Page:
If you want to oppose your spouse’s divorce application, it is very important that you follow the proper procedures. If you simply ignore the Court case, the Court may decide the case without you. You may find that your marriage has been legally ended, and that certain orders have been made on the children, property and maintenance. These orders will still be binding on you even if you were not at the Court hearing.
 
You must be clear as to whether you want to remain married to your spouse, or if you simply want the Court to hear you on the issues relating to the children, property and maintenance. These are the ancillary matters.
 
If you wish to remain married to your spouse, you must defend the divorce. You must do this by filing a Memorandum of Appearance and a Defence. A copy of the Memorandum of Appearance will have been served on you together with the divorce papers.
 
If you just want the Court to hear you on the ancillary matters, file the Memorandum of Appearance indicating which issues you wish to be heard on. After the Interim Judgment hearing is over, the Court will call an Ancillary Matters case conference, and ask you to file an Affidavit of Assets and Means. 
 
 
 
 
      Is there a way for my spouse and I to come to an agreement so that we can avoid a contested divorce?
 
Yes.
 
Contested divorce and ancillary matters hearings take a long time, are much more expensive, and come at a great personal cost to everyone involved. It is best for you, your spouse and your children if you are able to agree on how to move forward with a divorce.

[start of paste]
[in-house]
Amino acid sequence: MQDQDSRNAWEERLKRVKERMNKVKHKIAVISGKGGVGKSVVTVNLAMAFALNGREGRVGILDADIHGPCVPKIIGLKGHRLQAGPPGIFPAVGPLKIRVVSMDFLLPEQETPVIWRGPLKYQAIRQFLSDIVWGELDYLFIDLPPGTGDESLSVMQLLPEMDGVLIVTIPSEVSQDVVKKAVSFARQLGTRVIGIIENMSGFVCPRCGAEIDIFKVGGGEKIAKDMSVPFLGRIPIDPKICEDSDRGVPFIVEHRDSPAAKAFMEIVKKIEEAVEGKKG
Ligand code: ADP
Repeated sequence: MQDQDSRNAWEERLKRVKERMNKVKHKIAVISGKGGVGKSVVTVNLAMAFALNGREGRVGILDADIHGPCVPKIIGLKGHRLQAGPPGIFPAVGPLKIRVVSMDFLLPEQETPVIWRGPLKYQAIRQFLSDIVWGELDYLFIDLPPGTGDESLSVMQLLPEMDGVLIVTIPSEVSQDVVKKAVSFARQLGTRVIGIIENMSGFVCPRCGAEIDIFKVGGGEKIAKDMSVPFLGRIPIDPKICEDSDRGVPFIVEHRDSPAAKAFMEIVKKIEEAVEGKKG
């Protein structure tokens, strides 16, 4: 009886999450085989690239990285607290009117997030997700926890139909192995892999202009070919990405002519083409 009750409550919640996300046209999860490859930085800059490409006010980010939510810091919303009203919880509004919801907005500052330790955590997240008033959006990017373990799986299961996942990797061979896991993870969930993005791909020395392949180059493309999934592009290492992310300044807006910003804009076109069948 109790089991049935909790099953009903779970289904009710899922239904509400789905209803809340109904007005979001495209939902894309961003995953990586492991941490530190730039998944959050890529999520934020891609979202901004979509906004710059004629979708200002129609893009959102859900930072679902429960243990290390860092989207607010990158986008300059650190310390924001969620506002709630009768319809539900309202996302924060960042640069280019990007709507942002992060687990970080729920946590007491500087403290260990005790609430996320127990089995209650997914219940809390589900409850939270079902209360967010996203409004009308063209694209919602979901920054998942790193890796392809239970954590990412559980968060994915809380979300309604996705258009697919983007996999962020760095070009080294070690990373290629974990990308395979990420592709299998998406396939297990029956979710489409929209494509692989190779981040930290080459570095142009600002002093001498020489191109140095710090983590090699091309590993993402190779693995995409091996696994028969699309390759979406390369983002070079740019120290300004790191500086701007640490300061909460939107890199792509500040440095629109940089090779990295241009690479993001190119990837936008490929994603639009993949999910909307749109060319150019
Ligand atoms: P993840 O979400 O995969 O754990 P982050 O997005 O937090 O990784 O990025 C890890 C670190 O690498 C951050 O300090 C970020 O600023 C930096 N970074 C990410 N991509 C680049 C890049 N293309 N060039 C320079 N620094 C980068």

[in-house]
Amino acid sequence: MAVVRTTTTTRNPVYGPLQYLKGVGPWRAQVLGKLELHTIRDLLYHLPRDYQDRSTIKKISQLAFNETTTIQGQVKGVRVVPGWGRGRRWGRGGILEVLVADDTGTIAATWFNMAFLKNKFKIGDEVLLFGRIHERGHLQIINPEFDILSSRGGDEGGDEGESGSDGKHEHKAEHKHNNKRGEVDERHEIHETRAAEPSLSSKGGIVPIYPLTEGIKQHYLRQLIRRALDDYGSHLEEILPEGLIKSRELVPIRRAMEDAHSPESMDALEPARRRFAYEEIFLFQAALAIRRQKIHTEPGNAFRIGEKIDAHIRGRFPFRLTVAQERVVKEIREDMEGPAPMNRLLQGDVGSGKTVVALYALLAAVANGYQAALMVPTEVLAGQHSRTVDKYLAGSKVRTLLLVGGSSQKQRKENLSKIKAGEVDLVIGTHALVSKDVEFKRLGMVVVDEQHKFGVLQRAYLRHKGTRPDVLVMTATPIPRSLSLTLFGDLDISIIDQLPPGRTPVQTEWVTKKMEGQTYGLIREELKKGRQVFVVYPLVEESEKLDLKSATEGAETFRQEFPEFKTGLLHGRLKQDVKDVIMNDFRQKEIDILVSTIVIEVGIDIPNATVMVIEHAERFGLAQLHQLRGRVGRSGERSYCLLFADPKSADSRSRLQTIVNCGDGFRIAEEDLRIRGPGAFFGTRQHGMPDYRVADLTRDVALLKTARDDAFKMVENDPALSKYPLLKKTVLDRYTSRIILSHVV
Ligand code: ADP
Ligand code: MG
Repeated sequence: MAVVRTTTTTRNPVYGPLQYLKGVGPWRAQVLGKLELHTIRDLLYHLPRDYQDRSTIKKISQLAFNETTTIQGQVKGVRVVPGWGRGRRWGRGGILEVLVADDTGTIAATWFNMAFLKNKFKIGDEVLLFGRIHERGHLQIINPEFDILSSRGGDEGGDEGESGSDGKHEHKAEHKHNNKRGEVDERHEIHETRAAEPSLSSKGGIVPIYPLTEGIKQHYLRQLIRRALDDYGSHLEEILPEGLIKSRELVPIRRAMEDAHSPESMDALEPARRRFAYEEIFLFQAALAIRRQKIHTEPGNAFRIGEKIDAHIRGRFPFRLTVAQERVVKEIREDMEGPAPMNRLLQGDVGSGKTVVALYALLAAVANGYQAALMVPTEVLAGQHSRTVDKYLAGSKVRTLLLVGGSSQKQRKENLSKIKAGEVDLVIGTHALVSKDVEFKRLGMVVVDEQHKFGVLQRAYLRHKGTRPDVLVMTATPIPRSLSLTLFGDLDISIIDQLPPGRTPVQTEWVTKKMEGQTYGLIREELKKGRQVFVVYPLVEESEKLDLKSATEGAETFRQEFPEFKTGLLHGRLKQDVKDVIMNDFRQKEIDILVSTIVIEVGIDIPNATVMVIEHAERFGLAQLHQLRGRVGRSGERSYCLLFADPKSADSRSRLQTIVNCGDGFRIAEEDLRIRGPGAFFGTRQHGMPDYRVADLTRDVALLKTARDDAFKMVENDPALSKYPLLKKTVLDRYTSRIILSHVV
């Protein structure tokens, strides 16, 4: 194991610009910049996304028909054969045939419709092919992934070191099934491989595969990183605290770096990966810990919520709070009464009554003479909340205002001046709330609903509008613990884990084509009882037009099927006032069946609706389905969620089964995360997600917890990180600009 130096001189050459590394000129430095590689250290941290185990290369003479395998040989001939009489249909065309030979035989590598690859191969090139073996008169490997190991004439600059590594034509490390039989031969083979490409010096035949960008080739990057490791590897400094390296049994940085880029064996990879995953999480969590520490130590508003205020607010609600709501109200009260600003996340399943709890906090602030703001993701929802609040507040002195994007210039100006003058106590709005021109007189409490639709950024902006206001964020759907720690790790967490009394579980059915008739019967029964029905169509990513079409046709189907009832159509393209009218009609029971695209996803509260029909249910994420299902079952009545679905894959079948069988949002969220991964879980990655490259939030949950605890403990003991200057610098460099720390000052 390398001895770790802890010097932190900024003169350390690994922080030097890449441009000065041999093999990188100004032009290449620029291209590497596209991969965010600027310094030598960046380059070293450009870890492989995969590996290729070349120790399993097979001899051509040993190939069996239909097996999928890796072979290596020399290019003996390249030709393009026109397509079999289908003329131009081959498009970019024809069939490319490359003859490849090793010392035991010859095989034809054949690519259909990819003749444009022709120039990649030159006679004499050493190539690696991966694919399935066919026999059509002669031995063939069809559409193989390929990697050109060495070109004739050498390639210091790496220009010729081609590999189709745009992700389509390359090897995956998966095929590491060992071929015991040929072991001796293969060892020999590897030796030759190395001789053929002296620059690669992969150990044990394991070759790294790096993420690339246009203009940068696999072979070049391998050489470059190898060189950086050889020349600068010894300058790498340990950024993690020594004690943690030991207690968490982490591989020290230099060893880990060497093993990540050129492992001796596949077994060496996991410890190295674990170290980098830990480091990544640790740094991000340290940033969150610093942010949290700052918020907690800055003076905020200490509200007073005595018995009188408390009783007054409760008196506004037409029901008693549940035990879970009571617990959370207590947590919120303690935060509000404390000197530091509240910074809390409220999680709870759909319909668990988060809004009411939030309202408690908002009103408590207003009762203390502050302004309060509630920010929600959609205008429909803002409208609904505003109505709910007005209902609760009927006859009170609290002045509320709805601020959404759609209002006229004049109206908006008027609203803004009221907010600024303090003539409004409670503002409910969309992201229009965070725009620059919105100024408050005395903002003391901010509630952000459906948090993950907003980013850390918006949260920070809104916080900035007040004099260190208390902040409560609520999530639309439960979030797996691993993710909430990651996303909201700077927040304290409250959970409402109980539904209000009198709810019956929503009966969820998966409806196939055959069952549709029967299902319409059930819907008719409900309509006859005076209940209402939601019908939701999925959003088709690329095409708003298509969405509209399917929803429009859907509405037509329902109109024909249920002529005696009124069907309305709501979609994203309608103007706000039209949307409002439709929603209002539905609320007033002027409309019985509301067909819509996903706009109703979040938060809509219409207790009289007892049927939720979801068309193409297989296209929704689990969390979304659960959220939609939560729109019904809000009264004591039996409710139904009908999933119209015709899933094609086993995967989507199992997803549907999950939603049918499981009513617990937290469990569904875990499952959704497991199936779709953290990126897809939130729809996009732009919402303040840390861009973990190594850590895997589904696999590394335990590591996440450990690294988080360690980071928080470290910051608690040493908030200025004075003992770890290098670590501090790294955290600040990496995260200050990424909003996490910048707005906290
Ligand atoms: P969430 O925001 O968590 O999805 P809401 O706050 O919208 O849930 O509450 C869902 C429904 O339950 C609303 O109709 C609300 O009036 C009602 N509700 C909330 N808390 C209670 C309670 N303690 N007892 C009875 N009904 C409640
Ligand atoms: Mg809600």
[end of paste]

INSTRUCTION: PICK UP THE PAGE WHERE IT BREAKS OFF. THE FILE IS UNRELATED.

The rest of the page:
The Family Resolutions Chambers of the Family Justice Courts is dedicated to helping you and your spouse come to an amicable arrangement on the divorce and ancillary matters. You can make a request for a Resolution Conference with a Judge of the Family Resolutions Chambers. You can make your request through your lawyer if you have one, or to the Assistant Registrar when you attend Court at the Status Conference or case conference stage of your divorce proceedings.You can also make a request for counselling.
 
 
 
 
      Do I need a lawyer to get divorced?
 
If you really want to, and if you are able to do so, you can apply for a divorce yourself. In legal language, this is known as ‘acting in person.’
 
But you will not be exempt from the legal, procedural and formal requirements of conducting Court proceedings. For example, you must ensure that the documents you file in Court are in the correct format, that you have paid the correct filing fees, and that you have filed your documents through the e-Litigation.
 
Most importantly, the Family Justice Courts cannot give you any advice on what you should say or do. Only a qualified lawyer can give you independent legal advice on the merits of your case.
 
 
 
 
      When can I remarry?
 
You can only remarry after you have obtained Final Judgment—also known as a Certificate of Final Judgment Form. 
 
You must wait until the Court has dealt with all the ancillary matters in your divorce, or for three months, whichever is later, before you can apply for the Certificate of Making Interim Judgment Final.

 

Last updated on: 9/1/2015 9:01 AM